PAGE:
What’s in a Name?

Prairie Warbler

For a birder, or a person who loves wildflowers, it’s hard enough learning the name and appearance of the bird or flower so you can recognize them in the field. There are so many, and often they tend to resemble each other in many ways. But the actual name of the bird usually doesn’t help at all in identifying the bird.  For example, this Prairie Warbler doesn’t live in the prairie, but can be found in brushy pastures, low pines, and mangroves.  How in the world did these birds receive the names we struggle so to learn?  And why, for heaven’s sake, are they so confusing?

Red-bellied Woodpecker

 The Red-bellied Woodpecker is a classic example of a bird with a misleading name. Most of us only see the black and white back and red on its head.  Where is the red belly it is named for? In the early days of ornithology, say the 1700’s and 1800’s, naturalists had no binoculars or spotting scopes to take into the field.  Instead, they “collected” the birds they wanted to study with a shotgun!  John James Audubon, artist, early ornithologist, and now synonymous with bird conservation, said,I wish I had eight pairs of hands, and another body to shoot the specimens.”  He often shot 50 or more individuals of the same species so he could make comparisons of them.

Red belly visible on Red-bellied Woodpecker

When a dead Red-bellied Woodpecker is laid on its back, the pale wash of red on the belly becomes immediately apparent, but since woodpeckers normally clutch the bark tightly we don’t often get to see their bellies. These early ornithologists were crack shots, and also did their own taxidermy.  Audubon would pin the bird to a board marked with grid lines to pose it in a lifelike position for his drawings. These collectors donated their collections to museums which still have them.  It’s not very attractive though, to me at least, to look at rows of dead birds lying on their backs with their little feet all curled up. 

Lincoln’s Sparrow

The Lincoln’s Sparrow was named by Audubon for his assistant Thomas Lincoln.  He wrote: “But if the view of this favoured spot was pleasing to my eye, how much more to my ear were the sweet notes of this bird as they came thrilling on the sense, surpassing in vigour those of any American Finch with which I was acquainted, and forming a song which seemed a compound of those of the Canary and Wood-lark of Europe. I immediately shouted to my companions, who were not far distant. They came, and we all followed the songster as it flitted from one bush to another to evade our pursuit. No sooner would it alight than it renewed its song, but we found more wildness in this species than in any other inhabiting the same country, and it was with difficulty that we at last procured it. Chance placed my young companion, THOMAS LINCOLN, in a situation where he saw it alight within shot, and with his usually unerring aim, he cut short its career. On seizing it, I found it to be a species which I had not previously seen; and, supposing it to be new, I named it Tom’s Finch, in honour of our friend LINCOLN, who was a great favourite among us. Three cheers were given him, when, proud of the prize, I returned to the vessel to draw it, while my son and his companions continued to search for other specimens. Many were procured during our stay in that country.”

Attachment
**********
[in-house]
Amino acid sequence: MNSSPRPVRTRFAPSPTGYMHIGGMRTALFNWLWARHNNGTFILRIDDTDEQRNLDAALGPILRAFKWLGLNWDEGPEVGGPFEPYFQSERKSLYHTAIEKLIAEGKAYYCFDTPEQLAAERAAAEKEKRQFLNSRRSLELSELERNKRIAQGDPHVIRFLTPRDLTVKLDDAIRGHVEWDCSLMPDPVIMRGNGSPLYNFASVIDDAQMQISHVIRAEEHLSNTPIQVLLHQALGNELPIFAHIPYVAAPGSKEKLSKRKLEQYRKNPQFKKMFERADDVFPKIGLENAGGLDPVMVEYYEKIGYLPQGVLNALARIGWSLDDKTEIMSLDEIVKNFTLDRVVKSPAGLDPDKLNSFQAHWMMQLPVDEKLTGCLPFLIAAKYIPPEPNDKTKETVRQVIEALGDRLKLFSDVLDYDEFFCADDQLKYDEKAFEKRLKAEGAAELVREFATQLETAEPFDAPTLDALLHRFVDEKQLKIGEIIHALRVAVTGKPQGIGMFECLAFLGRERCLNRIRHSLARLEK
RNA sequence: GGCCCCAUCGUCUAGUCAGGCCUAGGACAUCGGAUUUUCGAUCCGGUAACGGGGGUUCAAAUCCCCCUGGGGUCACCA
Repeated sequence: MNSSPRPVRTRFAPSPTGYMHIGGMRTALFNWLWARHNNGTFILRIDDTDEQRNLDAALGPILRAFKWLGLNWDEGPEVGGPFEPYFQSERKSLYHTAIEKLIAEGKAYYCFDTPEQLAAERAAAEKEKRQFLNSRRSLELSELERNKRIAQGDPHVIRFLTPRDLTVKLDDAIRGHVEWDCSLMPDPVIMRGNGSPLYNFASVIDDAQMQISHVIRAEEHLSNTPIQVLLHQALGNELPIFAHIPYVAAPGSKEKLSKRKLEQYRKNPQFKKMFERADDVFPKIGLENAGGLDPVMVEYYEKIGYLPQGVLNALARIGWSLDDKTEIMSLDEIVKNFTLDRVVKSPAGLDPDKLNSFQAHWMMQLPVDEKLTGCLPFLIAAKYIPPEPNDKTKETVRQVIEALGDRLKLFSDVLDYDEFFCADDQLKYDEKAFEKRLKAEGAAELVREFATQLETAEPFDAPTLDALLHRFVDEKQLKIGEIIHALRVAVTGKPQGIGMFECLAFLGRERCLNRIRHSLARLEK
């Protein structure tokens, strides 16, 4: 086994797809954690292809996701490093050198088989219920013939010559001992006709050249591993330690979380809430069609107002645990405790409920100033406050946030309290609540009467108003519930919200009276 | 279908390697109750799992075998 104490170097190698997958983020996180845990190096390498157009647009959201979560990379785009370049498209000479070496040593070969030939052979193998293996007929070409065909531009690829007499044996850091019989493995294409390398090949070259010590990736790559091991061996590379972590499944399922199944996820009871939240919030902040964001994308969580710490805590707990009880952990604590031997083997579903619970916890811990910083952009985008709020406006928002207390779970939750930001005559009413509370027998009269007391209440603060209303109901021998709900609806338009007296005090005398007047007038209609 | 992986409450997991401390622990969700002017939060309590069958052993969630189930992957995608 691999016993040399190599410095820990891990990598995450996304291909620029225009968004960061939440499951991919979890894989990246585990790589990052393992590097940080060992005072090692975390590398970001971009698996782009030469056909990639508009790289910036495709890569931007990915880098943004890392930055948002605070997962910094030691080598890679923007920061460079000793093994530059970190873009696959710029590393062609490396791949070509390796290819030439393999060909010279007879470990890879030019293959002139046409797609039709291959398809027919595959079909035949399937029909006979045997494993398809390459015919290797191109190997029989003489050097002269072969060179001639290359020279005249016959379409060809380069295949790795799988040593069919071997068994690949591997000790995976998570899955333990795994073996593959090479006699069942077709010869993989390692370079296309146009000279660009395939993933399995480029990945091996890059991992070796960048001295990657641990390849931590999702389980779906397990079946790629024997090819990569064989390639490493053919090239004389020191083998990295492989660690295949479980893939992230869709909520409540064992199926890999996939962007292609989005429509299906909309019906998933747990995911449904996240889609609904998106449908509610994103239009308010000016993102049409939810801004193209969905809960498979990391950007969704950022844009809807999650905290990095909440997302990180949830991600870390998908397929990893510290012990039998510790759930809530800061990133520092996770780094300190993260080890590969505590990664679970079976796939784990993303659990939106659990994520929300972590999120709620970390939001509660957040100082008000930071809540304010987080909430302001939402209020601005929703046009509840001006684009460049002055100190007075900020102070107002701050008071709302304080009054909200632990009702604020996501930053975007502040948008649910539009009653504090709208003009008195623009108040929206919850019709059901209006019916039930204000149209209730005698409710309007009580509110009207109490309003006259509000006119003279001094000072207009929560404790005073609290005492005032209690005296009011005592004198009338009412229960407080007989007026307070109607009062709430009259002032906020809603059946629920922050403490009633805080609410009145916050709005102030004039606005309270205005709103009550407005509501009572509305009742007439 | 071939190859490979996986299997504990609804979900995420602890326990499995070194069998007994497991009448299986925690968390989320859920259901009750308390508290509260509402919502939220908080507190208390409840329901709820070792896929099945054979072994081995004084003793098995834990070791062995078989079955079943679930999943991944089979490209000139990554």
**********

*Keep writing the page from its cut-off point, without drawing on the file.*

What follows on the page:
Baltimore Oriole

Those early ornithologists had another problem as they wandered through the American wilderness looking for birds.  They didn’t seem to realize that these birds migrated around the country, so they named the bird for the first place in which it was found. Thus, the Baltimore Oriole, the Kentucky Warbler, or the Nashville Warbler, can be found in many other areas of the country.

Carolina Chickadee

Sometimes we birders get lucky and birds are named for the sounds they make. Chickadees rattle chick-a-dee-dee-dee as they hang upside down on the branches searching for the tastiest bugs. Blue Jays call their harsh jay-jay-jay sound along with other melodic songs, as well as mimicking hawks and other birds. The Northern Mockingbird was named for its ability to mimic just about anything it hears.  Now they can be found singing like cell phones, so some day we may need to rename them! 

During the middle 1800’s, naturalists included many Army officers and doctors who explored the western part of the country.  Gambel named this cute little quail after himself, while Swainson has a thrush and a hawk named for him. Harlan, Baird, and Bewick all have birds named for them. As more new species were found, more and more naturalists recognized the need to classify American birds and what to call them. In the early 1880’s the publication of dueling, and contradictory, bird lists led to the foundation of the American Ornithologists’ Union in 1883. By 1886 the first official checklist was published. Gone was the welter of local and colloquial names.  Now someone was in charge of naming the birds, and applying scientific names as well. Modern DNA testing has led to the reclassification of many birds. So when you can’t remember if it’s called the Northern Oriole or the Baltimore Oriole now, since they keep changing the name of this bird, now you know who to complain to! For the current official checklist of North American birds, just click here.
 Naturally yours,